Me: “Mrs. [Regular] called ahead, didn’t she?”

Coworker: *Grinning* “Yes, she did.”

Me: “Why do you always get the easy ones?”

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A Whole Continent Of Brotherly Disdain

, , , , | Right | January 10, 2021

An African dressed in a tribal dashiki comes in, speaking some form of African tribal language.

Me: “I’m sorry, sir, but we only speak German and English.”

After he gives me an order in barely intelligible English, I quote the price. He becomes irate.

Customer: “Why is it so much?!”

I go through each item and state its price.

Customer: “Why didn’t you tell me the food costs a lot here? I am your African brother! Why do you treat me like this? We are brothers! You are a black man! Give me a fair price!”

Me: “I do not set or negotiate prices at this fast food restaurant.”

He eventually dug the money up and slapped it forcefully on the counter. After eating, he arose, and as he was heading for the door, he waved to me and said something in an African language. Extremely annoyed with the scene he’d made, I simply nodded. This made him irate again, and he began screaming in whatever language it was until some customers pushed him out of the door.

He continued to stand in the window, staring directly at me with his fists clenched and his eyes wide, breathing heavily. After a solid fifteen minutes, he finally left.

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Talking Turkey, Literally

, , , , | Right | January 8, 2021

I’m an American ex-pat living in Berlin, Germany, where it is heavily multicultural with people from all different ethnic backgrounds. It’s almost a given here that the average person speaks one other language aside from German.

With that said, I have a customer come in and insist on giving his order in Turkish. After informing him three times that I speak English and German, he explodes.

Customer: “There are two million people from Turkey in Germany! It’s not my fault you are too lazy to learn Turkish!” 

Right. While I’m at it, I suppose I should brush up on Russian, Czech, Arabic, French, Spanish, Romanian, Italian…

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Christmas Tarts Never Tasted So Sweet

, , , , , , | Working | December 24, 2020

I’m training as a cook in a fine-dining restaurant. The head chef tells me on my first day to take home any leftovers I want that would otherwise get thrown out anyway; everyone in the kitchen does it, and many servers also pack little lunch bags for themselves every day.

I’m surprised, because any other food service place I worked at before was very strict with leftovers and meals for workers, sometimes even making us pay full price if we ate stuff that was going to be thrown out or could not be sold for some reason.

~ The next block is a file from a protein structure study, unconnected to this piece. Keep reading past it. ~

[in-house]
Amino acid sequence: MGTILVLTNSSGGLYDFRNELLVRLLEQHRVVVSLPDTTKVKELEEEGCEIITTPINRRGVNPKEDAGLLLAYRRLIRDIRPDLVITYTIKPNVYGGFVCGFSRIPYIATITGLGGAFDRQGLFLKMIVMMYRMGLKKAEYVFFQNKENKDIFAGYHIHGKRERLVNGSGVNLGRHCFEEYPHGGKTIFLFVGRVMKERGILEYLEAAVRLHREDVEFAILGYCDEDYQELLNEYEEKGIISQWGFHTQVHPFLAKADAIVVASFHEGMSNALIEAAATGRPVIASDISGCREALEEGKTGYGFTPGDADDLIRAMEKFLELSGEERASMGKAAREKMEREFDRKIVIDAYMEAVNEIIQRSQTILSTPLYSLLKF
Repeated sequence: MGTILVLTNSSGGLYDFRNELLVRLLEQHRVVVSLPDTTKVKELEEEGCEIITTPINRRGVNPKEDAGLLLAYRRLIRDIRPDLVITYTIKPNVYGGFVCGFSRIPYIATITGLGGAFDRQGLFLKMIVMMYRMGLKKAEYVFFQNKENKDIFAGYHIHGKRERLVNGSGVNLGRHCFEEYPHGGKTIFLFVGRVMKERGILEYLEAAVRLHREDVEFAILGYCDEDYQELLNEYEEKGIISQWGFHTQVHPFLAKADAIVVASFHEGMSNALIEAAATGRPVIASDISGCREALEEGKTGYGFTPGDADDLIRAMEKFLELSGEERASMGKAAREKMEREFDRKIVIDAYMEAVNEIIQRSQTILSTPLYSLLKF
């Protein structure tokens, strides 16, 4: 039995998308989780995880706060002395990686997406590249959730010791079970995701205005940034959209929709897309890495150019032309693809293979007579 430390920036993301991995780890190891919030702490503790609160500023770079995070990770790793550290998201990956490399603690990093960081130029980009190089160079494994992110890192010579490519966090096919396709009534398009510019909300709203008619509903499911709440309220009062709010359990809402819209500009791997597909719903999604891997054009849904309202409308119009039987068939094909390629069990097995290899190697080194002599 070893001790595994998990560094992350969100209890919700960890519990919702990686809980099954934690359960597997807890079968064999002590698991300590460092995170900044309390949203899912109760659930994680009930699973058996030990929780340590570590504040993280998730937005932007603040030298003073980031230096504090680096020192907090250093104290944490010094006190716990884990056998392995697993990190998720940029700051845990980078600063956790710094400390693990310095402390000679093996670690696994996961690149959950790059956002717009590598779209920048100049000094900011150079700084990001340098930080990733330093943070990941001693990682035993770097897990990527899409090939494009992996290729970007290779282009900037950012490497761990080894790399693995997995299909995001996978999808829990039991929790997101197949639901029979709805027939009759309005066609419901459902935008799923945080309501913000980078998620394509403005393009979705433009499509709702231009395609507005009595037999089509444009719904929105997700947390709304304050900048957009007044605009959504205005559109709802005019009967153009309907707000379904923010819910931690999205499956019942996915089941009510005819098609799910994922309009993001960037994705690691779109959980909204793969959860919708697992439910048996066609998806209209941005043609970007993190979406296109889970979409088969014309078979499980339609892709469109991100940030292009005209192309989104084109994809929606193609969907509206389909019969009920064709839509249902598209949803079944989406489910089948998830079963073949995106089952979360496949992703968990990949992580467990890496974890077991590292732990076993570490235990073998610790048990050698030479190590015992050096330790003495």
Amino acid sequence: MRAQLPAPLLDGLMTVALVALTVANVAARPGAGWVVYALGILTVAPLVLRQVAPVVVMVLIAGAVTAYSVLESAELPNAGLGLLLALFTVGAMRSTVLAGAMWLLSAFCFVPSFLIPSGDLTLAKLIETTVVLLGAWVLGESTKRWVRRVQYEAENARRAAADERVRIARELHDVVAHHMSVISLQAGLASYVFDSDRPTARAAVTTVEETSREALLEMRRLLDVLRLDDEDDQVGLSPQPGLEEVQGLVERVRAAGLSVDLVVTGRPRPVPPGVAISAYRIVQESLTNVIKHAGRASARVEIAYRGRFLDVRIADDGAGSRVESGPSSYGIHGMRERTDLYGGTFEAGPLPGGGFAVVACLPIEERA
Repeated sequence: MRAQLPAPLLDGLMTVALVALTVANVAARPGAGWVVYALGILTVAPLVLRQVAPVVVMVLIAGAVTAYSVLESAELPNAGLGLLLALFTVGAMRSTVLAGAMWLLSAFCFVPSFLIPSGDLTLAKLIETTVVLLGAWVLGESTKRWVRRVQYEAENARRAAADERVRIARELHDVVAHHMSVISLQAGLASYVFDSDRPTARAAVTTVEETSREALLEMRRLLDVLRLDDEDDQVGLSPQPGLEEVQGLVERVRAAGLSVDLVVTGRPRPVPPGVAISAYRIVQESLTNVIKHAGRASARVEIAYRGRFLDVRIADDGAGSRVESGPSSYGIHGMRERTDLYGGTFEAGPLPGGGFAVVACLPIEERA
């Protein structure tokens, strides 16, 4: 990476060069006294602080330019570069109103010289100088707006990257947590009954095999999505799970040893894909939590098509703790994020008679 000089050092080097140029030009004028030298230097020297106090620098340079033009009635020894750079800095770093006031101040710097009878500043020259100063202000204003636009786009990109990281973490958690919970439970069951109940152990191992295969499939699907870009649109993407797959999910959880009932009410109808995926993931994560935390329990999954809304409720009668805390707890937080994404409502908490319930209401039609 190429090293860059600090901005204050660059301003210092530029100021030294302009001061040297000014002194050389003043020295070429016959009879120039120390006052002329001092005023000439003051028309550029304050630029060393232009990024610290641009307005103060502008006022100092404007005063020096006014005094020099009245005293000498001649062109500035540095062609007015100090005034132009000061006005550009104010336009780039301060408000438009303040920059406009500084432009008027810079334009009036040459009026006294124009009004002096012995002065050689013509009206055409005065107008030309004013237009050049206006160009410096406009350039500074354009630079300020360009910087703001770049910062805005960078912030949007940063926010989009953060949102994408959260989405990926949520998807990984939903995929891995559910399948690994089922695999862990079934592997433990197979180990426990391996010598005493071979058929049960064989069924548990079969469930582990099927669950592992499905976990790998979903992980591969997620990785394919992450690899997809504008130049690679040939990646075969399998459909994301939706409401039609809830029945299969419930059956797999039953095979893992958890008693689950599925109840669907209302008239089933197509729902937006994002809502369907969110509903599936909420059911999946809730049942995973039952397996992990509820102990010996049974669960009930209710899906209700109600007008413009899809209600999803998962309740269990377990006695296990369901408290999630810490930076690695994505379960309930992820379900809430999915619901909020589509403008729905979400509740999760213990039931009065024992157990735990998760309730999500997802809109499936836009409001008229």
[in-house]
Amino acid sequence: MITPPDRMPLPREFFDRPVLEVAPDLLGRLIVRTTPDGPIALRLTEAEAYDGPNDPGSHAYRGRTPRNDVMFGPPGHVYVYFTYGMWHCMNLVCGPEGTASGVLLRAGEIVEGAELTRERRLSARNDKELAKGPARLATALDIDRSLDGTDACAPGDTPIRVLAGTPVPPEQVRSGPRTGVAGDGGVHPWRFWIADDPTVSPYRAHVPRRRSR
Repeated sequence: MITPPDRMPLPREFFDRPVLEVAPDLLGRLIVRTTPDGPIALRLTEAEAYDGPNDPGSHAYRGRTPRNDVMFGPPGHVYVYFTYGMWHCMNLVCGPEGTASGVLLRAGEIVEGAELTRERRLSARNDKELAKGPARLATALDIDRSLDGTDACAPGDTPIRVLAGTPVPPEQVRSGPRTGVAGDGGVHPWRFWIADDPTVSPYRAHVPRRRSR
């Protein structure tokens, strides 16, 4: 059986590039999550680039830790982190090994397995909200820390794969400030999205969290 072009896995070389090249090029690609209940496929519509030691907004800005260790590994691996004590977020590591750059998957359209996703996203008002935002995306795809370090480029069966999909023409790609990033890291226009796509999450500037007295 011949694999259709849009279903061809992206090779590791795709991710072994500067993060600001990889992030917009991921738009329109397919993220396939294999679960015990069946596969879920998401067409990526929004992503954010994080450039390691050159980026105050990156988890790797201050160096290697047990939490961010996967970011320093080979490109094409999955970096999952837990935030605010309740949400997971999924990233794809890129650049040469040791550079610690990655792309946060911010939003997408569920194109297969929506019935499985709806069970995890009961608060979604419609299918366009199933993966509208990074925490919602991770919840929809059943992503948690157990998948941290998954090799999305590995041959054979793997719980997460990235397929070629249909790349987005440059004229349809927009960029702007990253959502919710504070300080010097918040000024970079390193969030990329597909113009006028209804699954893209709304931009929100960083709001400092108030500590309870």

One day, the chefs miscalculate the savoury tarts they need for a special dinner and we end up with two whole trays left over. After everyone has had their pick, I begin stacking the last tarts — at least fifteen or so — in a to-go container.

Head Chef: “Woah, you really like those, don’t you? Are you going to be eating them for the whole week?”

I’m nervous, because I’m still fairly new at this place and wondering if I misjudged the situation and shouldn’t take more than maybe one or two for myself.

Me: “Actually, I had an idea. I walk past [Train Station that is a well-known hangout/sleeping place for many homeless people] on my way home, and I was gonna hand them out to anyone who wants some. They’re good to eat cold, right?”

Head Chef: “Absolutely. That’s a wonderful idea. Here, let’s pack some sweet tarts, too.”

I’m relieved he’s not actually mad, and many of the homeless people are happy about the free food. A few weeks later, I come into work after a big Christmas party booking the day before, and the head chef waves me over.

Head Chef: “So, we have about twenty leftover Christmas dinners in the walk-in fridge upstairs. I told the night crew to keep them for you for the train station. Make sure to tell me before you leave, so we can heat them up and pack ’em to go, okay?”

I was a bit flabbergasted. True to his word, I found several trays of roast goose, sauce, dumplings, veggies, and red cabbage in the fridge, and he helped me with reheating and packaging them after the dinner rush.

Thanks to the attention of a very conscientious head chef, a whole group of homeless people were treated to a first-class Christmas meal. That was the point at which I realised I was quite lucky to get a trainee position at his restaurant and learn from him.